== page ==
For the first time in recent memory, a panel of business owners and leaders from across the city will speak to a Seattle City Council committee about their public safety concerns.

Wednesday’s noteworthy event, convened at the request of Councilmember Sara Nelson, comes just days after Mayor Bruce Harrell held a news conference to acknowledge the sharp increase in violent crime citywide.

As leaders discuss crime impacts and debate responses, one fact stands clear: Seattle needs more cops. Until the City Council understands and acts on this reality, progress will remain elusive.

Nelson, a small-business owner and council newcomer, is a conduit for voices not often heard in City Hall. “Businesses have been writing to me,” she said. “ ‘Please help, please help.’ They are worried about the safety of their employees. These people feel abandoned by leaders.”

Listening is a good start. Nelson said the panel will also discuss solutions, but tackling public safety without acknowledging the elephant in the room is difficult. In last fall’s city budget debate, council members continued to say the Seattle Police Department’s understaffing was no different than the hiring challenges and service delays faced by other departments. This attitude must change.

Harrell acknowledged the issue but offered no specifics.

“I inherited a depleted and demoralized police department. We have lost a staggering amount of officers over the last two years,” Harrell said Friday. “Chief Diaz has told me we cannot deploy enough officers to keep our city safe or meet the response time parameters he has set. We are going to rebuild our police department so we have the right kind of officers and right number of officers.”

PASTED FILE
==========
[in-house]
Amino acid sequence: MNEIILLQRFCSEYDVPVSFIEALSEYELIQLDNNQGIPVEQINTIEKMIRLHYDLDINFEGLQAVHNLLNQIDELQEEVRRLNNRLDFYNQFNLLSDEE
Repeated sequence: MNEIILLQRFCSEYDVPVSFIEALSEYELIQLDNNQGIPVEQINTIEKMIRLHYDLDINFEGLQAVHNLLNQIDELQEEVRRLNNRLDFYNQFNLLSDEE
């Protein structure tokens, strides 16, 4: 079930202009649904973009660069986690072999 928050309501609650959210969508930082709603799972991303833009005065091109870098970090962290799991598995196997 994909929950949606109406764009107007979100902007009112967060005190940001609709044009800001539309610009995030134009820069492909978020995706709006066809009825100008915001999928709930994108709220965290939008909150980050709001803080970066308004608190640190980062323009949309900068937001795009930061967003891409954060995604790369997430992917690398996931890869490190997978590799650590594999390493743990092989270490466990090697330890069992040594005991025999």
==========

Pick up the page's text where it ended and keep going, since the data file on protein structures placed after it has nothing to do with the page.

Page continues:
Last October, then-Mayor Jenny Durkan issued a Civil Emergency Order that provided SPD hiring incentives, as well as $25,000 incentives for hiring already trained and commissioned officers from other cities. The council terminated the order on Dec. 31. Eight of those council members who made that shortsighted decision continue in office.

According to the Seattle Police Department’s 2021 Year End Crime Report, released last week, overall crime in Seattle rose 10% in 2021 over 2020. Total violent crime — categorized in the report as homicides, rapes, robberies and aggravated assaults — increased by 20%, reaching the highest level in 14 years.

It is a good sign that Harrell recognizes the need for action on public safety. Similarly refreshing is a council member responding to business owners whose concerns reflect those of many residents also worried about crime.

The best laid policing plans need officers to carry them out. Harrell could reissue the Civil Emergency Order, or add more police in a supplemental budget request later this year.

Until the rest of the City Council members finally commit to doing everything they can to get more well-trained, compassionate cops on the beat, there is little reason to hope 2022 crime stats will show marked improvement.